Civic News
COVID-19 / Design / Municipal government

Baltimore’s Design for Distancing guidebook is here to make public health part of the urban landscape

The 10 concepts can help businesses as they expand onto streets and sidewalks during the pandemic. The city-backed resource is designed to help around the world.

The Design for Distancing guidebook considers public health and public spaces. (Courtesy photo)
Baltimore gathered design concepts to help restaurants and retailers activate public spaces in a pandemic. Now, it’s opening up these resources to the world.

City leaders and the Neighborhood Design Center (NDC) on Monday released the Design for Distancing Ideas Guidebook, which has 10 concepts for businesses looking to expand onto streets, sidewalks and even vacant lots in a way that aligns with public health guidelines. It’s available for free download so others can use the tactical solutions hatched over the last month.

Mayor Bernard C. “Jack” Young said it is “Baltimore’s gift to the global community,” adding, “We hope it will be a valuable resource to areas far beyond our city for the recovery of our economy and population.”

Check it out

The guidebook is one outcome of the Design for Distancing competition, which was launched with $1.5 million allocated in late May as leaders sought to provide resources for reopening business during a pandemic. Baltimore Development Corporation (BDC) and NDC partnered with Johns Hopkins Bloomberg School of Public Health to launch a competition that sought out concepts from creatives and makers. In all, they received 162 submissions, ranging from hand-drawn sketches by children to professional renderings.

The organizers and a stakeholder committee selected the 10 concepts that appear in the guidebook as winners, and provided each with a $5,000 stipend and further partnership with NDC to finalize designs. Many of the creatives behind the designs are from Baltimore, while others are from D.C.; Camp Hill, Pennsylvania; Cambridge, Massachusetts; and Cincinnati, Ohio.

Those 10 concepts are now in the guidebook, with renderings, schematics and materials lists that include pricing. The teams sought to take the recommendations from Baltimore-based public health experts and represent them spatially.

Among the winners from Baltimore is “Hygiene, Hon,” which was created by Mt. Vernon-based Ziger|Snead Architects and features the team of Doug Bothner, Jeremy Chinnis, Cyrus Lee and Kelly Danz. It’s designed to give businesses opening on the street a framework to provide for hand hygiene and distancing through three main elements:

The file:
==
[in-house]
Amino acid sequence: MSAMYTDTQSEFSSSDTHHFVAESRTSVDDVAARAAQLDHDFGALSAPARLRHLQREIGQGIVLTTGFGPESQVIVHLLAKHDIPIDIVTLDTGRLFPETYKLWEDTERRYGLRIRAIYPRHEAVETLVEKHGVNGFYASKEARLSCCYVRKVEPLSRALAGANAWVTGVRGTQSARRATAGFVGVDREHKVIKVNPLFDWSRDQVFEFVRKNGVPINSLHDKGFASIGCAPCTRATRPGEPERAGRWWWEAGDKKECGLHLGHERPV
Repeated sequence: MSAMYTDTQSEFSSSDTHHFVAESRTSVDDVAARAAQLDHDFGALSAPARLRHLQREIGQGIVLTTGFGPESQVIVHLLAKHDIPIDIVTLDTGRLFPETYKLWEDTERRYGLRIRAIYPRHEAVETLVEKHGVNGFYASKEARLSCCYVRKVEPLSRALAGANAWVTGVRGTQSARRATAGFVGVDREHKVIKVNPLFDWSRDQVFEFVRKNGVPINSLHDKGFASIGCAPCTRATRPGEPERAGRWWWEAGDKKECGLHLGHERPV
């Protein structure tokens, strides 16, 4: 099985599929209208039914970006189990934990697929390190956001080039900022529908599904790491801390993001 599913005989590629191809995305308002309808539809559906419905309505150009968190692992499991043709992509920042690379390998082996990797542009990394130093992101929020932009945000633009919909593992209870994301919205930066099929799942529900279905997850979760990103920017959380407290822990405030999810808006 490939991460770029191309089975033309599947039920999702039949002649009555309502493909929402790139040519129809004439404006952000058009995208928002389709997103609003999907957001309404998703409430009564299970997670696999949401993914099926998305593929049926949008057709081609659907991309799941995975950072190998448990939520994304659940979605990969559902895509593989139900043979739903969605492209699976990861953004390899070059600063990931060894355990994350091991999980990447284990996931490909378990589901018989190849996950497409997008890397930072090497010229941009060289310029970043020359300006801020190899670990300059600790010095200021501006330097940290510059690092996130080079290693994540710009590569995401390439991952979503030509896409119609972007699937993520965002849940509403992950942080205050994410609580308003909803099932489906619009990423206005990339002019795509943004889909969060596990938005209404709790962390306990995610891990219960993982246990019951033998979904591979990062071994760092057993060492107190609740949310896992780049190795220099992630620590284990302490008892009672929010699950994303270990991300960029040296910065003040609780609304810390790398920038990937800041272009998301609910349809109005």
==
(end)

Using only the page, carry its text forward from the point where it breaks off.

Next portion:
• Hand-washing stations with a water reservoir and hands-free foot pedal
  • Graphics and signage that include colored distancing markers spaced six feet apart for a sidewalk, one-way arrows and hand-washing instructions (complete with QR code to see public health guidelines)
  • Hands-free door hardware that has a pull mechanism, which can be operated by reaching around with an arm or the top of a foot

Team members said they spent time and conversations to take it from a concept to figuring out how to build it. For the hand-washing stations, they put in work to consider the time to build and cost.

“By the end of it, we all felt like, this is doable,” said Chinnis.

For the hands-free door hardware, the idea is that pieces could be retrofit to existing hardware, rather than having to change it altogether.

One idea behind the project is to promote activating public spaces. Team members from Ziger|Snead said they gravitated toward the idea of businesses on a block deciding to implement multiple handwashing stations, and nesting them together. That way, they could “work together in multiples,” offering a shared resource, Danz said.

During the process, the team had in mind how the built environment shapes public interaction, Lee said. By promoting hand-washing in a public place, it raises awareness. Plus, the elements can affect behavior in a subconscious way, Lee said. In a world where hand-washing and other hygiene gets more prioritized, it’s easy to see such hygiene elements becoming part of the landscape.

“It was a great exercise to think about how we would do things differently,” Danz said.

Now that the concepts are out, they’re available to be adapted to specific needs in business and retail areas. Going forward, 17 business districts in Baltimore will implement design concepts that are responsive to particular business and neighborhood environments this summer. Baltimore-based design teams will work with the district leaders to scope, develop, and implement the concepts, with BDC funding stipends and construction.

Here’s a full list of the teams with concepts in the guidebook:

  • “Curblet Commons” — Graham Projects (Graham Coreil-Allen)
  • “Parklet Design Idea” — EDSA (Craig Stoner, Terri Wu)
  • “Space Frame” — Zoe Roane-Hopkins
  • “Hygiene, Hon” — Ziger|Snead Architects (Doug Bothner, Jeremy Chinnis, Cyrus Lee, Kelly Danz)
  • “The Food Court” — Department Design Office (Maggie Tsang, Isaac Stein)
  • “Make ApART” — Quinn Evans (Ethan Marchant, Steve Schwenk)
  • “inFRONT of House” — PI.KL (Pavlina Ilieva, Kuo Pao Lian)
  • “ParKIT” — Abby Thomas, Michael McGrain, Connor Price (Ayers Saint Gross, Landscape Architecture)
  • “Micro District” — Yard & Company, &Access
  • “Find Your Tropical Island” — Christopher Odusanya
Companies: Baltimore Development Corporation
Series: Coronavirus

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